What’s the Return on Investment for Your Education?

by Miranda Marquit · 6 comments

My son and I had a discussion about school and grades the other day. He’s doing great in school, but sometimes we check in to see how things are going, and to talk about his future education goals. It helps him stay motivated, and it’s a good way to set expectations for what he’ll get help with in terms of money for his education.

After our conversation, I began wondering what would likely help my son get the best bang for his education dollar. There is an assumption that it always makes sense to move forward and get a graduate degree, but right now my son is leaning toward engineering. I’m not sure how useful an advanced degree would be — especially since there are plenty of good jobs for those with undergraduate engineering degrees.

Recently, SoFi released an infographic aimed at illustrating the return on investment for an education, specifically graduate degrees. This is something to think about carefully because, as student loan debt becomes a greater issue for the next generation, you want to make sure that the bills can be paid.

Which Fields are Worth Pursuing Further?

As I expected, engineering doesn’t receive much of a return on investment for a graduate degree. You get great value for an undergraduate degree in engineering, since you can usually get a job with reasonably high pay right out of the gate. Going on to get an advanced degree in engineering will only provide you with a 24% return on your education, according to SoFi.

Other fields that don’t offer good returns for getting an advanced degree? Business and mathematics. Once again, these are undergraduate degrees that offer the chance for a good job and pretty good pay upon completion of the course of study, and going on for more education doesn’t offer much of a bump in pay.

On the other hand, you can get better value for your education dollar if you get an advanced degree in the social sciences, humanities and fine arts. These areas general start you out with a fairly low salary upon graduating with an undergraduate degree, so you can get a decent bump in pay if you move forward with more education. I know that my ex-husband has more opportunities available to him with a Ph.D. in psychology than he had with a B.S. or M.S. degree. With a bachelor degree in psychology, he’d be lucky to make $35,000 a year fresh out of college. With a Ph.D., though, he had a much higher starting salary and now he makes good money as a full-time lecturer at a major university.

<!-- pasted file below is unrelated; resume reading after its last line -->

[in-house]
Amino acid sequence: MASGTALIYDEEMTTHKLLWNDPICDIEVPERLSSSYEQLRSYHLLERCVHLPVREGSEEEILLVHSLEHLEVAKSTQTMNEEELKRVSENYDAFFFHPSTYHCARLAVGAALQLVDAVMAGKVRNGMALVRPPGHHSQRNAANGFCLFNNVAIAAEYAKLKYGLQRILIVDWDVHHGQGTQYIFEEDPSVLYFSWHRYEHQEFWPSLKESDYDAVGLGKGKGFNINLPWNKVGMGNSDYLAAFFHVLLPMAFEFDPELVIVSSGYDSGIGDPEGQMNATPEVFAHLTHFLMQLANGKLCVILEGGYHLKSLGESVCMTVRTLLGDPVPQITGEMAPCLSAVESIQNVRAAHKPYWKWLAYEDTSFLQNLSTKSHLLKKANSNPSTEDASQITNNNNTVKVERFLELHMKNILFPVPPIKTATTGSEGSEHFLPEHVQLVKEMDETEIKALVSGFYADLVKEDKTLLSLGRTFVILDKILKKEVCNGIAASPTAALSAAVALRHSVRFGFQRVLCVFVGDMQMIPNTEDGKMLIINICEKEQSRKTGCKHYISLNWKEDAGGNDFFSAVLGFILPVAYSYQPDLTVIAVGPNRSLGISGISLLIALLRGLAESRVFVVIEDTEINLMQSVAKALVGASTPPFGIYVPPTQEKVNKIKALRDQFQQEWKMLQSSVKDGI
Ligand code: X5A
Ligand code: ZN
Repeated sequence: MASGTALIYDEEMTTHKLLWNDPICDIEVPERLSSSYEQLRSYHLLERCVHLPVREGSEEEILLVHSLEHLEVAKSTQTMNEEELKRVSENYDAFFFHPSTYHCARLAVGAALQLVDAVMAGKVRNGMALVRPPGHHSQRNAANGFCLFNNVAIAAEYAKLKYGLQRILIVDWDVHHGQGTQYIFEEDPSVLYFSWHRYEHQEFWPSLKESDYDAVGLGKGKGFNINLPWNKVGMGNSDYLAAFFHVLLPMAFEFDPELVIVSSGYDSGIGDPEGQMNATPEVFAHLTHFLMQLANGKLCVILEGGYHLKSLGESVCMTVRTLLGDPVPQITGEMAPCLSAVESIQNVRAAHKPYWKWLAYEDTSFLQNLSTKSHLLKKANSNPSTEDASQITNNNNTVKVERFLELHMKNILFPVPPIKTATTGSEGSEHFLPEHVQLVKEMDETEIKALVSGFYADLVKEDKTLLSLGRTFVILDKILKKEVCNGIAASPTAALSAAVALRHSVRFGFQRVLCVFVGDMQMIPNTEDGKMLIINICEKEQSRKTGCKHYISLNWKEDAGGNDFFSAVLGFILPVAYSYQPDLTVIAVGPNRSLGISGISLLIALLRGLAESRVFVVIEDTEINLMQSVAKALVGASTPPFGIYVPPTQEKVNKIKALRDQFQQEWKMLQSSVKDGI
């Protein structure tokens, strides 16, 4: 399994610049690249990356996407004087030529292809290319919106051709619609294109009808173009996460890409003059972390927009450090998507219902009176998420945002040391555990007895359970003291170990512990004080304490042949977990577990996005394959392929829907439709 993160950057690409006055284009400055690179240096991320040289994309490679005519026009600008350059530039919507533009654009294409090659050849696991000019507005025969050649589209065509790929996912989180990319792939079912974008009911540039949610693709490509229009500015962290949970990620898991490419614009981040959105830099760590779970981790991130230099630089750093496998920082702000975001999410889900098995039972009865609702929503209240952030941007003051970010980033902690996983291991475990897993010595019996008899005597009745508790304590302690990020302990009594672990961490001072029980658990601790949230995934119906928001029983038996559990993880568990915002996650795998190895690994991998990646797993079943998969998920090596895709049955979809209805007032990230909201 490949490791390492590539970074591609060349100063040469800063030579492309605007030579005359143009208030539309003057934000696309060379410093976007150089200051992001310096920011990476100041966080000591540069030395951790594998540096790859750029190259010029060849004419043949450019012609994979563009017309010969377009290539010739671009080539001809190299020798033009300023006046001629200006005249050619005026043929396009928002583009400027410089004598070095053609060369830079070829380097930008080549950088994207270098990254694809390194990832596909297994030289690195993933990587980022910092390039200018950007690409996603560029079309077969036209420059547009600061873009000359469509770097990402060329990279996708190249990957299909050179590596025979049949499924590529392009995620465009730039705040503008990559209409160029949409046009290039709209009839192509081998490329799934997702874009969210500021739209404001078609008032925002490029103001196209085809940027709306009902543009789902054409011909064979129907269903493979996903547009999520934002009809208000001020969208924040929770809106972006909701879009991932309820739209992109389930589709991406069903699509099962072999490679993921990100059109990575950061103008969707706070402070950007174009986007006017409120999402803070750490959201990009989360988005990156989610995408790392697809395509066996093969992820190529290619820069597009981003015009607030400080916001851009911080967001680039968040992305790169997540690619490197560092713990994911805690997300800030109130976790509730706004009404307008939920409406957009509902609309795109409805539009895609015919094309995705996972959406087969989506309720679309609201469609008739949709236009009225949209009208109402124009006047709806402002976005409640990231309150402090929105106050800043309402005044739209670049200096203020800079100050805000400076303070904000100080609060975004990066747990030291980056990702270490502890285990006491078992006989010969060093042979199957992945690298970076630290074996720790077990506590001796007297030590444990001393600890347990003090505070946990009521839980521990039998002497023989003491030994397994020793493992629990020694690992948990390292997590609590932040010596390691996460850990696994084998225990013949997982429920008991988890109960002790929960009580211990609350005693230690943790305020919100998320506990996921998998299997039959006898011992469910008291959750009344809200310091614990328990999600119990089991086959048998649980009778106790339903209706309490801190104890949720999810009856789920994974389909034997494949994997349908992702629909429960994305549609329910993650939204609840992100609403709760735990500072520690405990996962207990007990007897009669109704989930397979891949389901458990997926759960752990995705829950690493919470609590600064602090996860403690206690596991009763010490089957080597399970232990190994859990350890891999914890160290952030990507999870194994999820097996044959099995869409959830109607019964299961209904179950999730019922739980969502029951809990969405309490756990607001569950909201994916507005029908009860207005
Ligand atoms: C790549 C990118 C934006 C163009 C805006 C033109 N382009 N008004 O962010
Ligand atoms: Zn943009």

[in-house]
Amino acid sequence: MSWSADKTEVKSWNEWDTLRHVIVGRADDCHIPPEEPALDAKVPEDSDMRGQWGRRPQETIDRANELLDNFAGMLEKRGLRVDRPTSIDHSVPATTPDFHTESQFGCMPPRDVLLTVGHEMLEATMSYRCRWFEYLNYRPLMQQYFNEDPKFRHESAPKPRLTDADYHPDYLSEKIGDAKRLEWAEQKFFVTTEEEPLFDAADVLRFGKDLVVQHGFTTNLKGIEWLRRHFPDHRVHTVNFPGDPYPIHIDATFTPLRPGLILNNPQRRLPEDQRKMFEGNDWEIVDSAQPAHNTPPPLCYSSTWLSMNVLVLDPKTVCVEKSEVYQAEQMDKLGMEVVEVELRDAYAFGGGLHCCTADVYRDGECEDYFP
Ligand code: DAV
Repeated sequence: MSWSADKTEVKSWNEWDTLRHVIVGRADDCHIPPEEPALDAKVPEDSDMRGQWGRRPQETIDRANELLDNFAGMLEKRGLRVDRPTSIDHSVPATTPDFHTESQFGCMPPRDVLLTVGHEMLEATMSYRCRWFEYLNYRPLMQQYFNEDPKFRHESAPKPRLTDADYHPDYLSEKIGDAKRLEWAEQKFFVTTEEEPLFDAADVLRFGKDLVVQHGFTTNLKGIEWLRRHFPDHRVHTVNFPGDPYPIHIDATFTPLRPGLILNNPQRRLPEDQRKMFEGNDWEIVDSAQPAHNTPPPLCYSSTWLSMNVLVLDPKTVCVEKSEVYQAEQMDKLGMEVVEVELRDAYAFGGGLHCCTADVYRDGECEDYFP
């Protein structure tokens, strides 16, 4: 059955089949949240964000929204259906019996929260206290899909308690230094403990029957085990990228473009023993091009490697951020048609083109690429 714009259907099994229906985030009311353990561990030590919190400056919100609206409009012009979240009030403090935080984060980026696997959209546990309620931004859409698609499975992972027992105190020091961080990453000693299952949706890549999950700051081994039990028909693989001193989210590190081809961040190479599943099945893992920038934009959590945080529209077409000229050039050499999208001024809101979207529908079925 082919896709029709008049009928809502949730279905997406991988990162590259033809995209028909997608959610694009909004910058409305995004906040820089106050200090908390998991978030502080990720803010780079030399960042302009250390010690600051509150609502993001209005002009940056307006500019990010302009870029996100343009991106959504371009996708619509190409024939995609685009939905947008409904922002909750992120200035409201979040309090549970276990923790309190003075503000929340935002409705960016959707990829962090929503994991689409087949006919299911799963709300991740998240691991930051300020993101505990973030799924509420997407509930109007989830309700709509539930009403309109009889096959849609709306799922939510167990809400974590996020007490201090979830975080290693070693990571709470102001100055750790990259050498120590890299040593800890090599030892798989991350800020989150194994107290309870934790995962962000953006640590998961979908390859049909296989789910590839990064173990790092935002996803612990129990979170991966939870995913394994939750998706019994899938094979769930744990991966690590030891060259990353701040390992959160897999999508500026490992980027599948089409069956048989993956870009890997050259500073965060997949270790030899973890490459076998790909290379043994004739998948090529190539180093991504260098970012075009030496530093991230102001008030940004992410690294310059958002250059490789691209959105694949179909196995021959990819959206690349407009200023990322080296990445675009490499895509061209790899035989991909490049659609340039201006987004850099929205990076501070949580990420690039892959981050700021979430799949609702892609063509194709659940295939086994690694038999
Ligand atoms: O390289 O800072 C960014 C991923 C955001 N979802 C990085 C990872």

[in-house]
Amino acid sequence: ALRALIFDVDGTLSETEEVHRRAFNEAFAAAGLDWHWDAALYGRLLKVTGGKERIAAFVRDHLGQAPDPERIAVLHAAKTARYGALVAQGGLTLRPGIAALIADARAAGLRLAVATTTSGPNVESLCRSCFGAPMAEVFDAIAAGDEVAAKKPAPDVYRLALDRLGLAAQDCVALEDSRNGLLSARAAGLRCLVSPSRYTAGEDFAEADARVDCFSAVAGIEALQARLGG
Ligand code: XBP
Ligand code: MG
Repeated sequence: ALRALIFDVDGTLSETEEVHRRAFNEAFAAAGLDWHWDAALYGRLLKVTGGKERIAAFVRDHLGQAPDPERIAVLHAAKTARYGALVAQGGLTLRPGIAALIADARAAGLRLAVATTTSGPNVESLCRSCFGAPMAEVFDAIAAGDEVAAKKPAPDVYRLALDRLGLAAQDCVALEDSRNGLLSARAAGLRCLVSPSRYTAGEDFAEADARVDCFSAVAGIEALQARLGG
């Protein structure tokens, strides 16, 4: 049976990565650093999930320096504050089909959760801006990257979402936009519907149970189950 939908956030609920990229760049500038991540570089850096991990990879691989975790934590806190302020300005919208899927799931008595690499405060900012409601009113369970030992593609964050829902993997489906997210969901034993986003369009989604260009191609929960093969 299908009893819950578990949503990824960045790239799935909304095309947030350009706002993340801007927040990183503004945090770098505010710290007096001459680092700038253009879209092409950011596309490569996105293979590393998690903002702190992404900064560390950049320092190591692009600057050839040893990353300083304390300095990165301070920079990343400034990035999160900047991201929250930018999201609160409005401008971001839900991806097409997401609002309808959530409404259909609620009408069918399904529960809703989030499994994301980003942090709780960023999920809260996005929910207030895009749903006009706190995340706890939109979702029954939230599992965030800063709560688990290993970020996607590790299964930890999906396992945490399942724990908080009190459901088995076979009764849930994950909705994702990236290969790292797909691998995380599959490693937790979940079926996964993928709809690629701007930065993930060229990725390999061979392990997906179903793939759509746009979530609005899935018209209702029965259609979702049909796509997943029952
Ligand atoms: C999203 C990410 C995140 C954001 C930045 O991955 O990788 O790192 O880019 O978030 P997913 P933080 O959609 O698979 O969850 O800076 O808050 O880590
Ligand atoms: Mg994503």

You also want to figure out how long you can expect to be employed. My mom earned her bachelor degree a few years ago. She teaches, and she could get a bump in pay with a master degree, but she doesn’t expect to work long enough to make it worth the cost.

When plotting the course of your education, it’s important to be realistic about what you can expect to earn when you finish, and whether or not you will earn enough to cover the cost of your student loans. I’ll be having frequent discussions with my son about this.

How about you? Do you think about your ROI when it comes to investing in your education?

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{ read the comments below or add one }

  • Gwen says:

    I agree that non-monetary considerations are an important part of the decision to go back to school. Advanced education is not an economic cure-all. However, there are worse habits to have than being a lifetime student.

    I want to add another consideration to ROI. What is the source of funding for the education? If you have to finance the education out of your own pocket and/or take out loans, that means a longer break-even point. If you get your employer (or maybe even a rich uncle) to pay for your education, you can start seeing the economic benefits sooner.

    I recently learned my employer moved the lifetime limit on payments towards higher education from $10k to $50k. $10k doesn’t go very far towards a degree, but $50k will cover most programs. This can be applied to either undergraduate or graduate programs. The potential glitches can be that you are usually required to continue working for the same employer for a number of years once the program is completed and the amount paid on your behalf might be subject to income taxes. You need to know the tax laws where you live, and how closely linked your degree program is to your current position.